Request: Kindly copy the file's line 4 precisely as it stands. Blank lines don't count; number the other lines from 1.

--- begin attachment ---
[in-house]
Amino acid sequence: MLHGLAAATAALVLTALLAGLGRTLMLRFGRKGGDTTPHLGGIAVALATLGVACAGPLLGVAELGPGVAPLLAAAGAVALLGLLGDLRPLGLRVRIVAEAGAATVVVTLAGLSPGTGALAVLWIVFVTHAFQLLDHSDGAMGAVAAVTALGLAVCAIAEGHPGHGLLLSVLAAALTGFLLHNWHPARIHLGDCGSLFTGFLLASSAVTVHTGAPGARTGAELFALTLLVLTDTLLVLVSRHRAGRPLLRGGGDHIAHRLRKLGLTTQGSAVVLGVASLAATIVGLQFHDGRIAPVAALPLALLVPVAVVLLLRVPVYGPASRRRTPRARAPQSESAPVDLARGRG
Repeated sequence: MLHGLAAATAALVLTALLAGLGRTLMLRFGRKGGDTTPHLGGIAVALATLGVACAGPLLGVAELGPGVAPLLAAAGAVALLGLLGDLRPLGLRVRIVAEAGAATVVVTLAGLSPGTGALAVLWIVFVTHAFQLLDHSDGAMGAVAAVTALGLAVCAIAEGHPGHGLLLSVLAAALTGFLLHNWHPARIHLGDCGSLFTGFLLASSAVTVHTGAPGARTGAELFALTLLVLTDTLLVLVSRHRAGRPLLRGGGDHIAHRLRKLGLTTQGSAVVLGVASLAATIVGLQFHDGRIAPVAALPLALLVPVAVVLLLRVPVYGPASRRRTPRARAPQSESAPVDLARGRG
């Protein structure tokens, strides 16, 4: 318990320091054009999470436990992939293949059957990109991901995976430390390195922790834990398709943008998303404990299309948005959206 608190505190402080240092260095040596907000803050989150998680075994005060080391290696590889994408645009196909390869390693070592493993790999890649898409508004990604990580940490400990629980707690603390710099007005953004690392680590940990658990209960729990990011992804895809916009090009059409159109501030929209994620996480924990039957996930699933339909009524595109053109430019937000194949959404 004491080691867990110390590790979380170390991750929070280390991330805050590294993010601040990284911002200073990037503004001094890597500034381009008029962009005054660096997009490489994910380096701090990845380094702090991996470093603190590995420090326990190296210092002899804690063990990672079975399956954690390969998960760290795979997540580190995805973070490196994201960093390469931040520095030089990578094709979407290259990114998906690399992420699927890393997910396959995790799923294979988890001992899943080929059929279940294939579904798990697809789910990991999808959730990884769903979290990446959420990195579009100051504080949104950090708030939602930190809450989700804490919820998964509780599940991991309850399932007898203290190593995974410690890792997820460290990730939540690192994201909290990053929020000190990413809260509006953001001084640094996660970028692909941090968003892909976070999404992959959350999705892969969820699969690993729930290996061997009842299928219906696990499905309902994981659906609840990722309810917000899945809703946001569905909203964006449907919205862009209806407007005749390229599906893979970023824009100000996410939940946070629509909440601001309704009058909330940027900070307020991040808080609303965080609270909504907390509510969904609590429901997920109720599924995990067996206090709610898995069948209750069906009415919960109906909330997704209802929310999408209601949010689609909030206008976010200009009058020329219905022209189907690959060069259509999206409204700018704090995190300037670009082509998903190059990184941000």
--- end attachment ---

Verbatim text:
């Protein structure tokens, strides 16, 4: 318990320091054009999470436990992939293949059957990109991901995976430390390195922790834990398709943008998303404990299309948005959206 608190505190402080240092260095040596907000803050989150998680075994005060080391290696590889994408645009196909390869390693070592493993790999890649898409508004990604990580940490400990629980707690603390710099007005953004690392680590940990658990209960729990990011992804895809916009090009059409159109501030929209994620996480924990039957996930699933339909009524595109053109430019937000194949959404 004491080691867990110390590790979380170390991750929070280390991330805050590294993010601040990284911002200073990037503004001094890597500034381009008029962009005054660096997009490489994910380096701090990845380094702090991996470093603190590995420090326990190296210092002899804690063990990672079975399956954690390969998960760290795979997540580190995805973070490196994201960093390469931040520095030089990578094709979407290259990114998906690399992420699927890393997910396959995790799923294979988890001992899943080929059929279940294939579904798990697809789910990991999808959730990884769903979290990446959420990195579009100051504080949104950090708030939602930190809450989700804490919820998964509780599940991991309850399932007898203290190593995974410690890792997820460290990730939540690192994201909290990053929020000190990413809260509006953001001084640094996660970028692909941090968003892909976070999404992959959350999705892969969820699969690993729930290996061997009842299928219906696990499905309902994981659906609840990722309810917000899945809703946001569905909203964006449907919205862009209806407007005749390229599906893979970023824009100000996410939940946070629509909440601001309704009058909330940027900070307020991040808080609303965080609270909504907390509510969904609590429901997920109720599924995990067996206090709610898995069948209750069906009415919960109906909330997704209802929310999408209601949010689609909030206008976010200009009058020329219905022209189907690959060069259509999206409204700018704090995190300037670009082509998903190059990184941000």